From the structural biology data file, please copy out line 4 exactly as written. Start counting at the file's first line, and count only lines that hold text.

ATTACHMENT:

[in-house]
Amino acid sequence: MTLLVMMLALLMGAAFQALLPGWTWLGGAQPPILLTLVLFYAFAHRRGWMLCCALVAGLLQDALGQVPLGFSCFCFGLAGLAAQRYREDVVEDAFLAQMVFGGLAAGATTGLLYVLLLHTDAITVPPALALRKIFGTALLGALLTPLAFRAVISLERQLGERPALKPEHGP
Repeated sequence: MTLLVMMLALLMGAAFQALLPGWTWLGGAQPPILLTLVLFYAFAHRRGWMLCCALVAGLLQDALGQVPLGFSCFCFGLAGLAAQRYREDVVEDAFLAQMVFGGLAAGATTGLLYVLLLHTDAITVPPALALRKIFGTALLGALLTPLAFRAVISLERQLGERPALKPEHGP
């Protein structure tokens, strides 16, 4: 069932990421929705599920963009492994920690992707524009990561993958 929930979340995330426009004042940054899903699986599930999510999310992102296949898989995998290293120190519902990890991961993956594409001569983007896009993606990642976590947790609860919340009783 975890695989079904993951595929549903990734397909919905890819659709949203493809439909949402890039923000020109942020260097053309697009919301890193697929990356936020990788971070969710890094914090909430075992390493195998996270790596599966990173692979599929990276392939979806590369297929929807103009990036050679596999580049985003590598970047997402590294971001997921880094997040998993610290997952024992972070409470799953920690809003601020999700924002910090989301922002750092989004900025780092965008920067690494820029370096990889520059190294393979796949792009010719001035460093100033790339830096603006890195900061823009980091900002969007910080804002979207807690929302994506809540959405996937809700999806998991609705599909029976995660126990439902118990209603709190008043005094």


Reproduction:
């Protein structure tokens, strides 16, 4: 069932990421929705599920963009492994920690992707524009990561993958 929930979340995330426009004042940054899903699986599930999510999310992102296949898989995998290293120190519902990890991961993956594409001569983007896009993606990642976590947790609860919340009783 975890695989079904993951595929549903990734397909919905890819659709949203493809439909949402890039923000020109942020260097053309697009919301890193697929990356936020990788971070969710890094914090909430075992390493195998996270790596599966990173692979599929990276392939979806590369297929929807103009990036050679596999580049985003590598970047997402590294971001997921880094997040998993610290997952024992972070409470799953920690809003601020999700924002910090989301922002750092989004900025780092965008920067690494820029370096990889520059190294393979796949792009010719001035460093100033790339830096603006890195900061823009980091900002969007910080804002979207807690929302994506809540959405996937809700999806998991609705599909029976995660126990439902118990209603709190008043005094």